WASHINGTON — Sen. Bernie Sanders suggested Tuesday that he'd support primary challengers against Democratic colleagues Joe Manchin and Kyrsten Sinema, further intensifying a political battle pitting members of President Joe Biden's party against one another.
Sanders told reporters that he thinks "there is a very good chance” that Manchin, a West Virginia Democrat, and Sinema, a Democrat from Arizona, could face challenges in their states' Democratic primaries. He said home-state voters would be disappointed that the pair have refused to support changing Senate rules to overcome a Republican filibuster against major voting legislation while also balking at a massive, Biden-backed spending and social plan known as Build Back Better.
Asked if he'd consider supporting such primary challengers, Sanders responded, “Well, yeah."
Sanders, a Vermont independent who caucuses with Senate Democrats, didn't elaborate on his comment, but it's unusual for senators to suggest they'd be willing to campaign against colleagues from their own party. The move recalls more of the bare-knuckled politics of former President Donald Trump, who has gleefully targeted fellow Republicans in Congress he sees as disloyal.
Sanders' sentiments also lay bare progressives' growing frustrations with the more moderate Manchin and Sinema, whom the left has blamed for stalling many of Biden’s top legislative priorities.
Manchin countered that he wouldn't be bothered by a primary challenger.
“I’ve been primaried my entire life. That would not be anything new for me,” he said Tuesday, when asked about fellow Democrats urging voters not to back him in a primary. “I’ve never run an election I wasn’t primaried. This is West Virginia, it’s rough and tumble. We’re used to that. So bring it on.”
Sanders remains one of the nation's leading progressive voices after strong Democratic presidential primary bids in 2016 and 2020 — and is still popular enough nationally to potentially affect Senate primaries around the country.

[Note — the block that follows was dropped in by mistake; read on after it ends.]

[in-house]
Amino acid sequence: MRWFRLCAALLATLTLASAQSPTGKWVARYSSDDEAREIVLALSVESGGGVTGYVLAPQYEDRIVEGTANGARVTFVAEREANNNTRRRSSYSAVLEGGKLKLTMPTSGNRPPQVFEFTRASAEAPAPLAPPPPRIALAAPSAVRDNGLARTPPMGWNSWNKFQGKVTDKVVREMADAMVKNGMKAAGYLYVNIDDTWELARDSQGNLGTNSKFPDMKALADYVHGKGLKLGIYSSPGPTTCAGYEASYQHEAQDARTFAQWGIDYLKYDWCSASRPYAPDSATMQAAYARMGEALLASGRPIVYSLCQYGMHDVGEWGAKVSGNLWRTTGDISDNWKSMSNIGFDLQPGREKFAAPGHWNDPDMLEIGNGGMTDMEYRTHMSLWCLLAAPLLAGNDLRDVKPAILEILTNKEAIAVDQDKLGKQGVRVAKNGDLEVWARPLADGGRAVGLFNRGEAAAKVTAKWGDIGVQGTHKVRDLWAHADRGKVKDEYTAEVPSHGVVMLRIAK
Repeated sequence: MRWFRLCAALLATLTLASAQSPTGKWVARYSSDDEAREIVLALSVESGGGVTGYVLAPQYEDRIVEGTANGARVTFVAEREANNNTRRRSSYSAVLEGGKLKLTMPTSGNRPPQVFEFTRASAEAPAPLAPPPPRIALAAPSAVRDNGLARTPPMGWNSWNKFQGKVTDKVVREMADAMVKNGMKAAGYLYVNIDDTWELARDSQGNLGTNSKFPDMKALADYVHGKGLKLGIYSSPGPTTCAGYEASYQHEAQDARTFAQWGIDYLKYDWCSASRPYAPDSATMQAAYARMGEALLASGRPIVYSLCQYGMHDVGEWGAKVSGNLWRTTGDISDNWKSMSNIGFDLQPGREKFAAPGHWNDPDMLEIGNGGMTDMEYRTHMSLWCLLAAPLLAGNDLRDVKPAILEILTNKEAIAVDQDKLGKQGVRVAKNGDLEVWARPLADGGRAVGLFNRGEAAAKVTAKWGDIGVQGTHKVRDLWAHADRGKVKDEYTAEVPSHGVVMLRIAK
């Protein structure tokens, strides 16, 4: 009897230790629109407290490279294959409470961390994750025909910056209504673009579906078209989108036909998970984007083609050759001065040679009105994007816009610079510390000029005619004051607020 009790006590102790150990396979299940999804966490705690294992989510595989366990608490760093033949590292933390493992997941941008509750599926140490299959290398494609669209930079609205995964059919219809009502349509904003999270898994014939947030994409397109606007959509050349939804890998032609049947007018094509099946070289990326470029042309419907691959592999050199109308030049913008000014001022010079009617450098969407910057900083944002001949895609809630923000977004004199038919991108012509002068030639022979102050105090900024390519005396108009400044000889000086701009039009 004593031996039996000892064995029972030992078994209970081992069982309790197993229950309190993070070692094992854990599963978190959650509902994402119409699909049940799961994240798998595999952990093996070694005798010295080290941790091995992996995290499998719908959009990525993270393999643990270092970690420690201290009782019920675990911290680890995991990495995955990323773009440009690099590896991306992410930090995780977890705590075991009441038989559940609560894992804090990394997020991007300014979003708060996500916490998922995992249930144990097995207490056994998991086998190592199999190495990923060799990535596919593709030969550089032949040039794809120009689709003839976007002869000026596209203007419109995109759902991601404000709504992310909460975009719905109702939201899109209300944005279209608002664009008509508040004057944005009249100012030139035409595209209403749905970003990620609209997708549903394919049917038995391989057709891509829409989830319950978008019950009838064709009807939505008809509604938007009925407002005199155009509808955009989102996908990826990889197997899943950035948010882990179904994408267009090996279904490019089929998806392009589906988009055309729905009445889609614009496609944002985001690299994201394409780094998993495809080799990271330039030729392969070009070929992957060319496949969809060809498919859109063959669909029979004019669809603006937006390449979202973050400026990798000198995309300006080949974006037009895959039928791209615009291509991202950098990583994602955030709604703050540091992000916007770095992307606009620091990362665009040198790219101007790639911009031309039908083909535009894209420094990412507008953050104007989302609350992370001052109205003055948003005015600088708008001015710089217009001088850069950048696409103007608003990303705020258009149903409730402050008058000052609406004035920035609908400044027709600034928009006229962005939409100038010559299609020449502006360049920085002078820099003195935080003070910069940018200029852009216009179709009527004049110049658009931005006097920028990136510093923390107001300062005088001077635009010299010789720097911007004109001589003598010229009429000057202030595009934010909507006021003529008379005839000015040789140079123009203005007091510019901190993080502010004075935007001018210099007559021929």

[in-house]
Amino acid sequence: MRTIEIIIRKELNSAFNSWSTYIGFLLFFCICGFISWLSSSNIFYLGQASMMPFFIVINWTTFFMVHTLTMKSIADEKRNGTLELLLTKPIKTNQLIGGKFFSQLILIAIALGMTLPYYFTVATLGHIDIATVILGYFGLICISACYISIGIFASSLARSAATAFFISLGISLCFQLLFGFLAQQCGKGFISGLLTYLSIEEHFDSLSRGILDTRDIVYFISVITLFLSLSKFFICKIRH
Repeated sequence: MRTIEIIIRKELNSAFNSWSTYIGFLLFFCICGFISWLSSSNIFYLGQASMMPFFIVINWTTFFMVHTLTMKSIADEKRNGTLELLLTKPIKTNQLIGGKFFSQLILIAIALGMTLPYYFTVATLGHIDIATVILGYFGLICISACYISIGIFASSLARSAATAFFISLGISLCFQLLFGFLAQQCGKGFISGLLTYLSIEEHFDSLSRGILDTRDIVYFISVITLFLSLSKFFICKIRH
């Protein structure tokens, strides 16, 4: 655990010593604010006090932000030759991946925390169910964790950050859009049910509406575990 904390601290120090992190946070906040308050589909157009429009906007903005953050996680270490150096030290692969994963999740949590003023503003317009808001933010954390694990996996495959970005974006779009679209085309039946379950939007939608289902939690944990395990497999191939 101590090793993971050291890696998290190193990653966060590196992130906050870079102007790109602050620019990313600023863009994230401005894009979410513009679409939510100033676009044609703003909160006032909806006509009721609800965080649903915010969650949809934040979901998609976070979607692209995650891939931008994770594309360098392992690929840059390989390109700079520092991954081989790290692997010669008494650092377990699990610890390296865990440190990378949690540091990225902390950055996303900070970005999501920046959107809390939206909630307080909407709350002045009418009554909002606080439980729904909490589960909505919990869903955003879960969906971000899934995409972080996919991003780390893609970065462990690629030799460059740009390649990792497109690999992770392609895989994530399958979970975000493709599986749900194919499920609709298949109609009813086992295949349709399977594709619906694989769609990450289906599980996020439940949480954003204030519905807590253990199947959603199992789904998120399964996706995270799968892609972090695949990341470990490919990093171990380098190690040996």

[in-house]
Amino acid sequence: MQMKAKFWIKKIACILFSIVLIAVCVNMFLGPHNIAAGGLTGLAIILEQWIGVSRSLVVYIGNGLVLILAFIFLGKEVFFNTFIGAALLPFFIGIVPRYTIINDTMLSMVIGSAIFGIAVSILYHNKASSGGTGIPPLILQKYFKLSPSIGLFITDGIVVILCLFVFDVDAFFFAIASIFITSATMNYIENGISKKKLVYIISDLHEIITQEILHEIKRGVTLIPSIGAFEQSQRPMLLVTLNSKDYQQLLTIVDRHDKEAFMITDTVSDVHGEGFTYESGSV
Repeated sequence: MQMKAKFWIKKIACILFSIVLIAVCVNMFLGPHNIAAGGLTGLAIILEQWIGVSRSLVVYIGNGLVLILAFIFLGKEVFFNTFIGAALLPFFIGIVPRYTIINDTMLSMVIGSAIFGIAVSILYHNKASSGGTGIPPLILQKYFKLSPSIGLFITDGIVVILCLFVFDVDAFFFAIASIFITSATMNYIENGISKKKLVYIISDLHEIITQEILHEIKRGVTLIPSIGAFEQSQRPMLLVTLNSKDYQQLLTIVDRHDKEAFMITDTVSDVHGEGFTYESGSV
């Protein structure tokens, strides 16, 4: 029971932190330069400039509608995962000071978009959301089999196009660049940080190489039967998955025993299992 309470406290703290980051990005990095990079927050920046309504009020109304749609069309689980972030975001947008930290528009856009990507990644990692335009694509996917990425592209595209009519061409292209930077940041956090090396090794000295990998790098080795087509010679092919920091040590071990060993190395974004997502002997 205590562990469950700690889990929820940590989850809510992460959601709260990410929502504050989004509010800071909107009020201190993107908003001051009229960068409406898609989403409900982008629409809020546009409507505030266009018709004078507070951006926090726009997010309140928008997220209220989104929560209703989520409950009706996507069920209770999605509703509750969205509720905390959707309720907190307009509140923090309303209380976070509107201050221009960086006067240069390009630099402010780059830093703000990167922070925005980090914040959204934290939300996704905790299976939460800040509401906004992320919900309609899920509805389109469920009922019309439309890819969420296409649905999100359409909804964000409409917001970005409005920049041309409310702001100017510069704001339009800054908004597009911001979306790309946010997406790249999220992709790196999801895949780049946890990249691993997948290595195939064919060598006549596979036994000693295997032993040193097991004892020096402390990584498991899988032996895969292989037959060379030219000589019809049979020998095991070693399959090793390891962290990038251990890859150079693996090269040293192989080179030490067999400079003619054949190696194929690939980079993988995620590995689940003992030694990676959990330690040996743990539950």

Manchin and Sinema aren't up for reelection until 2024, but both could face serious primary challengers then. Democratic Rep. Ruben Gallego of Arizona, who has sharply criticized Sinema for not supporting the voting rights legislation, hasn't ruled out launching a challenge against her.
Earlier Tuesday, Emily's List, a group that works to elect women nationwide and has deep ties to Democrats, said it would no longer endorse Sinema if she failed to support changing Senate rules to advance the voting legislation. NARAL Pro-Choice America, which supports abortion rights and is also influential in top Democratic circles, released its own statement suggesting it would no longer support or endorse Manchin or Sinema because of their stances on the legislation.
The legislation in question is The Freedom to Vote: John R. Lewis Act, which civil rights activists say is vital to safeguarding American democracy as Republican-led states pass new restrictive voting laws. It would make Election Day a national holiday while ensuring access to early voting and mail-in ballots — both of which have become especially popular during the COVID-19 pandemic. The package also seeks to let the Justice Department intervene in states with a history of voter interference, among other changes.
Manchin and Sinema say they support the legislation but are unwilling to change Senate rules to muscle the legislation through the chamber over Republican objections. With a 50-50 split, Democrats lack the 60 votes needed to overcome the GOP filibuster.